Have you been too intimidated to take that yoga class at your gym or Y?  Does yoga seem like an expensive habit?  It doesn’t have to be.  In this edition of Simply Well with Stephanie I will translate the Sanskrit and empower you to give yoga a try!

What’s the difference between Hatha and Vinyasa and what the heck is Bikram?

There are many different styles of yoga.  If you’re looking at a class schedule or video description and you’re not sure, just google it!  To get you started, here are a few of the most common styles:

Hatha – This is often used to describe a slow and posture based classes.  Hatha classes are great for beginners because the focus is often on basic postures, terminology, and proper alignment.

Bikram – It’s getting hot in here!  Bikram is often referred to as hot yoga.  True Bikram is done in 105 degrees and you follow a set of 26 poses.  Hydration is the key to success, if you are heading to Bikram.

Vinyasa – This is all about the flow.  Each pose in vinyasa flows into the next and there is a focus on breath with movement.

What should you wear and bring?

True confession – yoga clothes and gear can be expensive.  But it can also be affordable, especially for a beginner.

Popular gear
Yoga mat: This is where you can drop some serious cash.  The price for yoga mats varies widely.  As a beginner, I’d recommend that less is more.  I got my first yoga mat for $12 at TJ Maxx.  Since then I’ve tried several mats and my favorite by far is from Jade.  This is the mat I use daily for yoga and meditation.

Blocks: Blocks will help you maintain proper alignment in poses.  They will be your best friend as you increase your flexibility.

Strap: Blocks and straps go hand in hand for me.  I use a strap for a lot of floor work to allow me to go deeper into the stretches.

Towel: If you are going to practice hot yoga, a towel is a must.  You’ll want the towel over your mat to give you extra grip.

Bolster and Blankets: You frequently use these props in restorative classes to help support you and allow your body to truly release.

If you are attending a class, you probably don’t even need the gear.  Most studios supply mats, towels, blocks, and straps for free or a small rental fee.  If you are just testing the yogic waters, I’d recommend that you use their mats and props until you know you want to invest in the gear.

Dress me up
I’ve done yoga in sweatpants, my pajamas, running shorts, tights, and yoga pants.  Form-fitting pants and tank-tops are the best for yoga.  You don’t want baggy clothes getting in the way while you bend, twist, and reach.  The first time I did yoga I was wearing a t-shirt and during the first downward facing dog it covered my face and I literally got stuck with the shirt over my head.  Yoga is done barefoot and most studios ask that you remove your shoes before entering the room.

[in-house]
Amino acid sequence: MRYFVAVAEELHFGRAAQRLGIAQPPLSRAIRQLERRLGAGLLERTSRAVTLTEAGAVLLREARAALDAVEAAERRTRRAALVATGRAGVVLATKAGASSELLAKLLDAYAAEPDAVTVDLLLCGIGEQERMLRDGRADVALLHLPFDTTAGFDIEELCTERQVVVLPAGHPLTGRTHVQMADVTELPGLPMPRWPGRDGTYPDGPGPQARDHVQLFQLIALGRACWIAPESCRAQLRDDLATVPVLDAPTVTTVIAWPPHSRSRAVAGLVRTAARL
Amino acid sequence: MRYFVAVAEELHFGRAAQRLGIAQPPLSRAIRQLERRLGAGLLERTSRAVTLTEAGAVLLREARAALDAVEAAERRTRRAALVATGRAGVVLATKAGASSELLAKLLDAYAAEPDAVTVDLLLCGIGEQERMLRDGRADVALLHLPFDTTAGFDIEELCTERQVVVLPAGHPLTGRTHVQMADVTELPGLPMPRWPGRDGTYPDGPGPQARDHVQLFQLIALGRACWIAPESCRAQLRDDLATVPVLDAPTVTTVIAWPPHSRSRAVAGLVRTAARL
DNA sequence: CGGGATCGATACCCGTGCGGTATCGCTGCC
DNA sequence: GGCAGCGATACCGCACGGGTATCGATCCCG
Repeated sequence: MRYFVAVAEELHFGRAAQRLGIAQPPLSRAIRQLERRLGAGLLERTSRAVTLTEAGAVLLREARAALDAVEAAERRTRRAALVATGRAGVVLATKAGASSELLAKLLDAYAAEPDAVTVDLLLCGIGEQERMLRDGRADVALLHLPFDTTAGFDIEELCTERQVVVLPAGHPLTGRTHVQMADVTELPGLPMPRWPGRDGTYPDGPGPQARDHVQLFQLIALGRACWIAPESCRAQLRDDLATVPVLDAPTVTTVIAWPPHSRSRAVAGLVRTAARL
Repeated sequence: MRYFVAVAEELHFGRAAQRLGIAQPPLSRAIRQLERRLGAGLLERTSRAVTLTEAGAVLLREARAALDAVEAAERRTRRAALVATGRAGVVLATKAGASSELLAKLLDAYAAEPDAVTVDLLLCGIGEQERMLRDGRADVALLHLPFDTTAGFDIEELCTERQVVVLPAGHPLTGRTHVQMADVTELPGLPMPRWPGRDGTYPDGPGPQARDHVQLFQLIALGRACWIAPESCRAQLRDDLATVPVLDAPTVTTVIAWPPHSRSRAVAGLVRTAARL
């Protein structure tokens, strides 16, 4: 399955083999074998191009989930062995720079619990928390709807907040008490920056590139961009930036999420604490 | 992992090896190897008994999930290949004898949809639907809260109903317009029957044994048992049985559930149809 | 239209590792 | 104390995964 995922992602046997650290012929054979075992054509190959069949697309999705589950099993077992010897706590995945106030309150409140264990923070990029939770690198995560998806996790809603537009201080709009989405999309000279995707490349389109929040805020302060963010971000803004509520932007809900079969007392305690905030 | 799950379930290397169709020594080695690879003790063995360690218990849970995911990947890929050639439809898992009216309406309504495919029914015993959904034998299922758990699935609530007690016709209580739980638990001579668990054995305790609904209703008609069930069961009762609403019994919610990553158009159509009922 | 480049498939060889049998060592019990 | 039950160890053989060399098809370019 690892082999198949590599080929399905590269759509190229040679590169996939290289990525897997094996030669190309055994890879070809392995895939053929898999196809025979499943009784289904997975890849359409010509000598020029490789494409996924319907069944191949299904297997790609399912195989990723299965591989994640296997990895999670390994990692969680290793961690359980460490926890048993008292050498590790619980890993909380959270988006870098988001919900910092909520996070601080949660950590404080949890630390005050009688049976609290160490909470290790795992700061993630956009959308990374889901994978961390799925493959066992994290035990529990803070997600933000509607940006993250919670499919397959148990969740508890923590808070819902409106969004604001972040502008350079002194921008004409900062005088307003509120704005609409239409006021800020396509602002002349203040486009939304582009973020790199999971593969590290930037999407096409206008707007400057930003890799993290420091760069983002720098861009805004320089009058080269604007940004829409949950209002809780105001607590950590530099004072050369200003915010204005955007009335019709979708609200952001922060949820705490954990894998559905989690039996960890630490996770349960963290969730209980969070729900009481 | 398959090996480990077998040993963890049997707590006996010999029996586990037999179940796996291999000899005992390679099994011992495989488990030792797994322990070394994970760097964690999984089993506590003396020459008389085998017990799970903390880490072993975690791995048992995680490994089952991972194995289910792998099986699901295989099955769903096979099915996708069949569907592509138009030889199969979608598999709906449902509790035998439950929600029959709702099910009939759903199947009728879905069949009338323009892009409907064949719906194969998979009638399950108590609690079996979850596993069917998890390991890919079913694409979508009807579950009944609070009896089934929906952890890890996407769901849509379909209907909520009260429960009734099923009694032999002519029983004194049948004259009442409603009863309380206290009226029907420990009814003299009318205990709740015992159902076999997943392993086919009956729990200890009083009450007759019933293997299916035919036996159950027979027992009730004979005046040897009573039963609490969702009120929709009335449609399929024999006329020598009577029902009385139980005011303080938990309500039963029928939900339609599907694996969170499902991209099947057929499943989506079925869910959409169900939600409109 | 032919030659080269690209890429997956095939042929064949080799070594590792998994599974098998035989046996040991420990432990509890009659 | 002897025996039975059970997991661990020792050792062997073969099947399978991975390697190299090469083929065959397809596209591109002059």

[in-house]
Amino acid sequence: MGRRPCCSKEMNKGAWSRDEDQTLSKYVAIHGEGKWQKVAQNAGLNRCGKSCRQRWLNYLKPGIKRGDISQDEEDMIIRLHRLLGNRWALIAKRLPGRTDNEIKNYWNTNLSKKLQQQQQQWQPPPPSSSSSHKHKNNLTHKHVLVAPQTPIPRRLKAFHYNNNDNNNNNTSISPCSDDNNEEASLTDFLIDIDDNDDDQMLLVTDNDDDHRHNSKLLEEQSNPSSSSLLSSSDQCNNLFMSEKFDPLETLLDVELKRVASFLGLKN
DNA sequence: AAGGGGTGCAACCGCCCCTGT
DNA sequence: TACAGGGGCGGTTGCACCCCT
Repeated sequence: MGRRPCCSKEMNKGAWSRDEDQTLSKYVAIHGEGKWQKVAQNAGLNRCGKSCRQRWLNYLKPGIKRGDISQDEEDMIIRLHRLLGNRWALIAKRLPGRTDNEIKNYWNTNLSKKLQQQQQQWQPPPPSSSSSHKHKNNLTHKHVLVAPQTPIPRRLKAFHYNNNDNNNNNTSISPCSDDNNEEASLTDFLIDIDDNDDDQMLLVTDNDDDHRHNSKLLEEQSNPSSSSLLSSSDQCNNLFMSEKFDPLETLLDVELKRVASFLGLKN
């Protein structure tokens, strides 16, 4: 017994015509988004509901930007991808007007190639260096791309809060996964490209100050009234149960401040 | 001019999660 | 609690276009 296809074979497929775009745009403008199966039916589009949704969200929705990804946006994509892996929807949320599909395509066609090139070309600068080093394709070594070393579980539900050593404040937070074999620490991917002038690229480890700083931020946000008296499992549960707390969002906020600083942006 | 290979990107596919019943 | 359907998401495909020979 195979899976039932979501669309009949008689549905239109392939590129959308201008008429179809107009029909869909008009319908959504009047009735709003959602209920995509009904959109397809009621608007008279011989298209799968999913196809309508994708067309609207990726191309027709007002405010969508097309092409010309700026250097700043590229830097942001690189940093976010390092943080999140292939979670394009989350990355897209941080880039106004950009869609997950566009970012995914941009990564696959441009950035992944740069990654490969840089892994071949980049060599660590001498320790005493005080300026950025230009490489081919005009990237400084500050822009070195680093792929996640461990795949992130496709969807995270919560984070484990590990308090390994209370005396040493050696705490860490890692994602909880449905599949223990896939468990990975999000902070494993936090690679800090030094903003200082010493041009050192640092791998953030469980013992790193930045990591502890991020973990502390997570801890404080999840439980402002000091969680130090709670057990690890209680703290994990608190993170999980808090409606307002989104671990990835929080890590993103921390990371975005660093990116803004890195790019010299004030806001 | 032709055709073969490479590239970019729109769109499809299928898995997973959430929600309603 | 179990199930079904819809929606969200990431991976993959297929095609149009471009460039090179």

Don’t be a wallflower

The best thing you can do during your first yoga class is to introduce yourself to the instructor at the beginning.  Your first instinct might be to try to “blend” in with the group but I encourage you to let the instructor know that this is your first class.  If you have any injuries, be sure to share.  The instructor will be able to offer modifications to your during class and will know to help you with alignment.  And they are less likely to only speak “yoga” when they know a newbie is in the room.  I’ve also found it helpful to position yourself in the middle of the room.  That way you can peek over at your neighbors if you lose your place or don’t understand how to get into the pose.

Class versus your living room

I’m mostly an at-home yogi.  I love yoga classes but there isn’t a studio near my house.  I’d recommend taking a few classes to get started.  Many studios offer discounted classes for new students and this is a great way to learn about different styles of yoga and get instruction on the poses and postures.  You can also find free videos online to begin your practice.


Stephanie’s {Simple} Yoga Tips
  1. Don’t eat or drink within 2 hours of class.  You’ll be twisting, bending forward, and turning upside down and a full stomach won’t be fun.  If you are super hungry before class have a small piece of fruit and some water.
  2. Wear a tank top – trust me!  You don’t want your baggy t-shirt to restrict your movement.
  3. Wear slip on shoes and remember to take them off before entering the room.  Most places have cubbies for your shoes outside of the room.  I usually wear bright pink Toms so that I can easily spot them after class and not have to search through a sea of black shoes!
  4. Show up for class 15 minutes early so you can secure a great spot and introduce yourself to the instructor.
  5. If it hurts – stop!  Yoga is supposed to challenge you but not hurt you.  The phrase “no pain, no gain” isn’t meant for yoga.
  6. Don’t pay attention to what anyone else is doing.  This is your practice and you should do your best.
  7. Leave your phone in the locker room or your car!
  8. Breathe!
  9. If you get tired, don’t be embarrassed.  Just rest in child’s pose for a few moments.
  10. Don’t leave during savasana.  You might think that you’re totally stealth sneaking out while everyone is on their mats but I can promise you that you’re not!  Savasana allows you to breathe, release tension, and quiet your mind.  It’s just as important as the poses.  (Plus it’s just rude!)
Resources to keep it {simple}

Yoga Journal Pose Gallery

YogaGlo (they offer a free 15-day trial)

30-day Yoga Challenge (free)

10 Tips For Your First Yoga Class

An Open Letter to Anyone Thinking About Trying Yoga

Tara Stiles YouTube page